Revised sleeve gastrectomy : another option for weight loss

, Anne-Sophie Schneck Affiliated with Hôpital Archet, Université de Nice. , Jean Gugenheim Affiliated with Hôpital Archet, Université de Nice. , Antonio Iannelli Affiliated with Hôpital Archet, Université de Nice. All patients with weight loss failure after primary LSG underwent radiological evaluation. Twenty-four patients (66.6 %) out of 36 had a history of gastric banding with weight loss failure. The LSG was realized for patients with morbid obesity with a mean BMI of 47.1 (range 35.4–77.9). The mean interval time from the primary LSG to Re SG was 34.5 months (range 9–67 months). The indication for Re SG was insufficient weight loss for 19 patients (52.8 %), weight regain for 15 patients (41.7 %), and 2 patients underwent Re SG for invalidating gastroesophageal reflux disease. The mean BMI decreased to 29.2 (range 20.24–37.5); the mean percentage of excess weight loss was 58.5 % (±25.3) (p  more...



Los Angeles Laparoscopic Bariatric Surgery, Gastric Bypass

Bariatric surgery is the clinical term for several different procedures. The procedures use one or both of two approaches to help patients lose weight and improve or resolve co-morbid conditions. During these procedures, the surgeon creates a small stomach pouch, that limits the amount of food patients can eat. For example, Roux-en-Y gastric bypass surgery uses a combination of restriction and malabsorption. Roux-en-Y gastric bypass surgery uses a combination of restriction and malabsorption. Resolved type 2 diabetes in 83.8% of patients and often resolved the disease within days of surgery. For more information about the effect of gastric bypass on weight-related co-morbid conditions, visit Health Benefits . Visit Health Benefits and Risks of Surgery for full descriptions of the benefits and risks of gastric bypass. Resolved type 2 diabetes in 47.8 percent of patients and often resolved the disease within days of surgery. Visit Health Benefits and Risks of Surgery for full descriptions of the benefits and risks of gastric banding. To learn more about sleeve gastrectomy, visit the website of the American Society for Metabolic and Bariatric Surgery (ASMBS) and review the ASMBS Position Statement on Sleeve Gastrectomy As a Bariatric Procedure . Visit Health Benefits and Risks of Surgery for full descriptions of the benefits and risks of sleeve gastrectomy. The American Society for Metabolic and Bariatric Surgery recommends that laparoscopic bariatric surgery should be performed only by surgeons who are experienced in both laparoscopic and open bariatric procedures. more...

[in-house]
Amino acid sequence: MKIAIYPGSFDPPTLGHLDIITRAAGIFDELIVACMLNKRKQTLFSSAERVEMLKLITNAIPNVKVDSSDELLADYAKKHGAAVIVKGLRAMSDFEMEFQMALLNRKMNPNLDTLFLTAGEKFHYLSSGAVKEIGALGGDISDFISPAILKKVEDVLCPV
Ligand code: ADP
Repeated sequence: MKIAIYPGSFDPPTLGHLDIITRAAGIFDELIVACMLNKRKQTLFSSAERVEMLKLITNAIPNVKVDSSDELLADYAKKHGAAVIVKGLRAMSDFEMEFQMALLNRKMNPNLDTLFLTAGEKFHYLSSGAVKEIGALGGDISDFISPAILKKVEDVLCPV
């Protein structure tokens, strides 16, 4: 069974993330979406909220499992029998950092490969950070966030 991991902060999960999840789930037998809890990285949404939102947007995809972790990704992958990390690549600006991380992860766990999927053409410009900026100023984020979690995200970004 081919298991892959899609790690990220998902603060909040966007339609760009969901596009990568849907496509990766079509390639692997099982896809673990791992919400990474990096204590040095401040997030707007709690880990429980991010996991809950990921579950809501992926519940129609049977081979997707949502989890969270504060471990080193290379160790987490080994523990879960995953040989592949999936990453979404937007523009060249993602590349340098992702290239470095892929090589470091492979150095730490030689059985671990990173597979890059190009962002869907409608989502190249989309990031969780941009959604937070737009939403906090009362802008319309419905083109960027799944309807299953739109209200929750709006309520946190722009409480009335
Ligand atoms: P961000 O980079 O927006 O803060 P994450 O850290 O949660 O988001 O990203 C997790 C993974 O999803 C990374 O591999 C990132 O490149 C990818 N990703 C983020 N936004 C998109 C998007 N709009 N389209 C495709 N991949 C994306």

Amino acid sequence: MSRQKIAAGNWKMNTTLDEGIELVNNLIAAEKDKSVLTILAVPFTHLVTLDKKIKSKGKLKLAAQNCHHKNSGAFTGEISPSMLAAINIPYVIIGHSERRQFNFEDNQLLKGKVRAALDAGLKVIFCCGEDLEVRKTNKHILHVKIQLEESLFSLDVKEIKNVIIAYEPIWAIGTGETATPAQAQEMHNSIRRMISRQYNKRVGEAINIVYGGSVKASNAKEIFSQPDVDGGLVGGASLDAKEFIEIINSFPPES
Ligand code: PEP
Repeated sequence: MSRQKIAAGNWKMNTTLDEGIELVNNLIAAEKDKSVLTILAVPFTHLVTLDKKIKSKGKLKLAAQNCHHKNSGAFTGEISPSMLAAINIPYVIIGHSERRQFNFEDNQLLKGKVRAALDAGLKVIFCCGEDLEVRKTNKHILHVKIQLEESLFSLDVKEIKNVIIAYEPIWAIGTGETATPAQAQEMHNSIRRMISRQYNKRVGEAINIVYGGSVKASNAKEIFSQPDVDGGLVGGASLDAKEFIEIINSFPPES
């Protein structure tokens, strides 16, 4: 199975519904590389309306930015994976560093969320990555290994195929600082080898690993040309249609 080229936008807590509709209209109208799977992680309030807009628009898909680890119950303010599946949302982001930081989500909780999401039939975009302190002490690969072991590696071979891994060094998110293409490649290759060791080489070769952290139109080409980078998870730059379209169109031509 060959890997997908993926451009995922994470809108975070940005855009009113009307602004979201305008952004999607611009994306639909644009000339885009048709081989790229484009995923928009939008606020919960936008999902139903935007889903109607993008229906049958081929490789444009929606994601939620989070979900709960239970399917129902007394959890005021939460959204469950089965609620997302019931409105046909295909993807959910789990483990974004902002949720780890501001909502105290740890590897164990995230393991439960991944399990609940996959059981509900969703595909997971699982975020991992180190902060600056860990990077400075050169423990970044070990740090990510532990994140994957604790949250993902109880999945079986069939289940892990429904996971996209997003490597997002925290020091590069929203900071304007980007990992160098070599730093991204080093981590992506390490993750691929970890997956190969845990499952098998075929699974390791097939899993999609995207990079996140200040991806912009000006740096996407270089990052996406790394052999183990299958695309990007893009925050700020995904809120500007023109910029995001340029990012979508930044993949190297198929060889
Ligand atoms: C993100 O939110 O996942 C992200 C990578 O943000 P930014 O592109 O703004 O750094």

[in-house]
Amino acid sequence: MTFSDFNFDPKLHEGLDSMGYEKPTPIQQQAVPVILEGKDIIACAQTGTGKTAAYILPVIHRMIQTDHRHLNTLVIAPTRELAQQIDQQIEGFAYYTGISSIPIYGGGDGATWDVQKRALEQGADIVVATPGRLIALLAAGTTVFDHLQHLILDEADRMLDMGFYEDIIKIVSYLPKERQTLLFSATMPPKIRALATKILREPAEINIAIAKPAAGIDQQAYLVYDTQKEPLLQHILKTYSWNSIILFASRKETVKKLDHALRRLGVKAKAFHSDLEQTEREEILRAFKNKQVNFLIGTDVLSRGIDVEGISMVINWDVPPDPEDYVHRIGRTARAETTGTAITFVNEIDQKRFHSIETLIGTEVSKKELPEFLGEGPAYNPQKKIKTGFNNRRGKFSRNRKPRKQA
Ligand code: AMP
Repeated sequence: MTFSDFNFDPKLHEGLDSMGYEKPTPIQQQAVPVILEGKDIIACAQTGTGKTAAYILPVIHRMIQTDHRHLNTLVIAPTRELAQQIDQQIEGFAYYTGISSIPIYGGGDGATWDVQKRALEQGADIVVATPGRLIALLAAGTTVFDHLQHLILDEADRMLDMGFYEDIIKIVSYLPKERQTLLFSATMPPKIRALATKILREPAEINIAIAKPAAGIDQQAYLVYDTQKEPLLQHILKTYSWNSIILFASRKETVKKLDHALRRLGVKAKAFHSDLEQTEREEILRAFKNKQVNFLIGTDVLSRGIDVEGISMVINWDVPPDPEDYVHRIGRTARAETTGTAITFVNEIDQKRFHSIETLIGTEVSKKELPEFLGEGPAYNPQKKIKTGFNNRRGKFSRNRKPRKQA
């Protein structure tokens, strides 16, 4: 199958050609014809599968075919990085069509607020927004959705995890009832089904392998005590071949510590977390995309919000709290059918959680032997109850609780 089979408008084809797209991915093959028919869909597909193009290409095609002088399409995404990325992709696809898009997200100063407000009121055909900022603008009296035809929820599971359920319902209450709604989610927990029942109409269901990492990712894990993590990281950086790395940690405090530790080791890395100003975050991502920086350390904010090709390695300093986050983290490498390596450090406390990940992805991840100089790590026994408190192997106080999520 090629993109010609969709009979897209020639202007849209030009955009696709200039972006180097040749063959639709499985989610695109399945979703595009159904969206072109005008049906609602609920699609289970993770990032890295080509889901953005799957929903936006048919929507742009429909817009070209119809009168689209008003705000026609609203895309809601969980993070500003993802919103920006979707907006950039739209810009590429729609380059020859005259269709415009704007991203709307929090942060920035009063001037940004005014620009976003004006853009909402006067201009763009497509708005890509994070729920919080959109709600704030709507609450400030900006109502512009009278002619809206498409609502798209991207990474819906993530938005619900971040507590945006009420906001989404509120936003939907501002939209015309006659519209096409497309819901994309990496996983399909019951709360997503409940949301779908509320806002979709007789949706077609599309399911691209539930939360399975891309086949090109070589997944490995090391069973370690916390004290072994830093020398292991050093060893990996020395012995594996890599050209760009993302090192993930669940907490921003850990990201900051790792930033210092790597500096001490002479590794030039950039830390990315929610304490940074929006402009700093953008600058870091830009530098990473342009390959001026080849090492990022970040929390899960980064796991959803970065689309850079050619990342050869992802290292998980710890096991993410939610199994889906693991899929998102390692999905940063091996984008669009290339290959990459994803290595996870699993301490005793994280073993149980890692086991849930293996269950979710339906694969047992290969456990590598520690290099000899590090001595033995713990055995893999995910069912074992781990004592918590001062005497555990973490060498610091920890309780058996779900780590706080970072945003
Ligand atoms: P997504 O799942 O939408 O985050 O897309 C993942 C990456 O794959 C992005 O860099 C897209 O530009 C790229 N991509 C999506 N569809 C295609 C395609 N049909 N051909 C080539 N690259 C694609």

Endoscopic Surgery for Bariatric Revision After Weight

Endoscopic Surgery for Bariatric Revision After Weight Loss Failure. Currently, the best treatment for obesity is bariatric surgery where both roux-en-Y gastric bypass and sleeve gastrectomy offer substantial weight loss. Unfortunately, 20% of patients who undergo bariatric surgery fail to lose enough weight defined as less than 50% of excess body weight loss or regain of weight. For those patients who fail to lose weight after bariatric surgery and have failed maximal medical therapy and diet supervision, the treatment is re-operation and revision. The investigators propose to use the Apollo Over Stitch endoscopic suturing device that has already been approved by the FDA as an option for bariatric surgery revision without having to re-operate on the patient. The investigators believe that the endoscopic technique may be able to provide weight loss without having to re-operate on the patient. The most effective weight loss procedures in the United States are both roux-en-Y gastric bypass (RYGB) and sleeve gastrectomy (SG)where the majority are performed laparoscopically. Estimated excess body weight loss (EBWL) is > 50% at the end of one year. Surgery would be for those who still fail to lose weight despite the aforementioned efforts. It is hypothesized that failure of weight loss for RYGB is gastrojejunostomy (GJ) dilation defined as > 2 cm. The investigators propose to use the endoscopic suturing device designed by Apollo Endo Surgery to decrease the GJ dilation to 5-6 mm thus causing restriction, delayed food transit time, and promote early satiety. Endoscopic procedures are same day procedures with little morbidity and mortality when compared to laparoscopic or open bariatric surgery revision. Failure of weight loss despite maximal medical therapy and medically-supervised diets. more...